Exploring Karnataka: Halebid and Belur in a Day

While waiting for our Bangalore night bus from Hassan, here we went back to the bus station and caught one of the frequent buses to Halebid, which run a direct non stop service to and from, an incredibly bumpy ride, which took about an hour and a half. Bumpy because not only was the single track paved road itself full of pot holes but it meant whenever overtaking or negotiating past an oncoming vehicle each had one wheel on the road and another on the stony unmade hard shoulder.

Halebid’s Hoysaleswara Temple has a simply fantastic temple the exterior covered in delicate carving of gods, men, women, freezes right around with elephants or lions head to tail all different or scenes from the Ramayana. The secret is that the temple was constructed around 1100AD using soapstone blocks which could be fashioned in the most intricate fashion – the word filigree usually associated with fine silver work is the best I can find, but with luck the photos will say a lot more than I could conceivably describe. We spent three hours there just breathing in the beauty of the temples and the huge grassed and stone paved courtyard.


Ceiling of the Hoysaleswara Temple


Hoysaleswara Temple Complex




The base of the temple walls comprise of moldings with friezes that comprise of (from bottom to top) elephants, lions, scrolls, horses, scrolls, puranic scenes, mythical beasts (makara) and swans


40 kms from Halebid, Belur has temples that are very similar to those of Halebid’s Hoysaleswara, and although the interiors are said to be of more  importance than the exterior, they were so dark as to be scarcely visible. The interiors even more than Halebid featured huge pillars turned on a lathe of a look more often associated with wood, this technique being feasible because of the integrity and softness of the sandstone of which these temples are built.


The 12th century Chennakesava Temple at Belur is the symbol of Hoysalas over the Cholas in the great battle of Talakadu.


The exterior is covered with a variety of intricately-carved sculptures and friezes.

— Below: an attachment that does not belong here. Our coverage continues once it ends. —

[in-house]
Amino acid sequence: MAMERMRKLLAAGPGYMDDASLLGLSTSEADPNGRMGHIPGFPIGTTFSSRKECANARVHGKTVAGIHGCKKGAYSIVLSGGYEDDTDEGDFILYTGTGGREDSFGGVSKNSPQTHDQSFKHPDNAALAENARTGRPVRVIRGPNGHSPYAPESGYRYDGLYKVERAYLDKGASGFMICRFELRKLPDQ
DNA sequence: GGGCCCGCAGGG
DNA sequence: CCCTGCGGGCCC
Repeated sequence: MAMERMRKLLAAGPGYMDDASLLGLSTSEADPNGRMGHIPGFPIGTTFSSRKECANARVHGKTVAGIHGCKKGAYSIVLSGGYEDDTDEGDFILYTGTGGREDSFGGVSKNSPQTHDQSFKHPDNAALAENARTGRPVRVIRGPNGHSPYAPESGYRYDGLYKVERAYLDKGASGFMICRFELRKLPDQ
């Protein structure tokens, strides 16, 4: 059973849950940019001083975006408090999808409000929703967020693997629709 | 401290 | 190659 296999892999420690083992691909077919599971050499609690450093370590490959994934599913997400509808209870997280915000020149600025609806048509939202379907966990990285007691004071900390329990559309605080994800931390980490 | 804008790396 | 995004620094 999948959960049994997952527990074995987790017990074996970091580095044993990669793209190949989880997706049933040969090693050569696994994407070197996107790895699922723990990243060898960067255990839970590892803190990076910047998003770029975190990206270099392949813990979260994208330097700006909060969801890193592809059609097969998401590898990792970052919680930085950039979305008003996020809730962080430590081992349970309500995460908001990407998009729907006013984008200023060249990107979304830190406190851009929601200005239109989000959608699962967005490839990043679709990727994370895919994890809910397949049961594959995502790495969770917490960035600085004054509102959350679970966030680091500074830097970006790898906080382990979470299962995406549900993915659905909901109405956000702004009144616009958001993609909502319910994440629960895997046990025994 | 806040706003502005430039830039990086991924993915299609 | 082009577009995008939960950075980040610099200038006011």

Below: The boyfriend sporting his bindi.


In the bus on our way back to Hassan.

hs8 hs10 hs11 hs12 hs13 hs14

These temples of Belur and Halebid in Hassan district are being proposed as UNESCO world heritage site. Halebid is open daily from 10 AM to 5 PM Closed on Fridays.

Best time to visit: October to February.

Distance from Halebid:
Hassan: 27 Kms
Bangalore: 216 Kms
Belur: 16 Kms
Mysore: 149 Kms

Distance from Belur:
Hassan: 38 Kms
Bangalore: 223 Kms
Halebid: 16 Kms

How to reach Belur and Halebid:
Air: Hassan does not have an airport. The nearest airport is Bangalore.
Rail: Hassan is connected to Bangalore, Mysore, and Mangalore by regular trains. The railway station is around 2 km east of town.
Road: One can reach Belur and Halebid via Hassan. Hassan is linked with Bangalore, Mangalore, Chikmagalur and Mysore by road.

There are plenty of buses ply to Hassan from Bangalore, Mangalore and Mysore. Frequent bus facility is provided by Karnataka Road Transport Corporation (KSRTC) is a very convenient one.

Road map to reach Belur:
From Bangalore to Belur via Nelamangala – Kunigal – Channarayapattana – Hassan – Belur.
Road map to reach Halebid:
From Bangalore to Belur via Nelamangala – Kunigal – Channarayapattana – Hassan – Halebid.

Info from: http://www.karnatakaholidays.com

Leave a Reply

Fill in your details below or click an icon to log in:

WordPress.com Logo

You are commenting using your WordPress.com account. Log Out /  Change )

Google photo

You are commenting using your Google account. Log Out /  Change )

Twitter picture

You are commenting using your Twitter account. Log Out /  Change )

Facebook photo

You are commenting using your Facebook account. Log Out /  Change )

Connecting to %s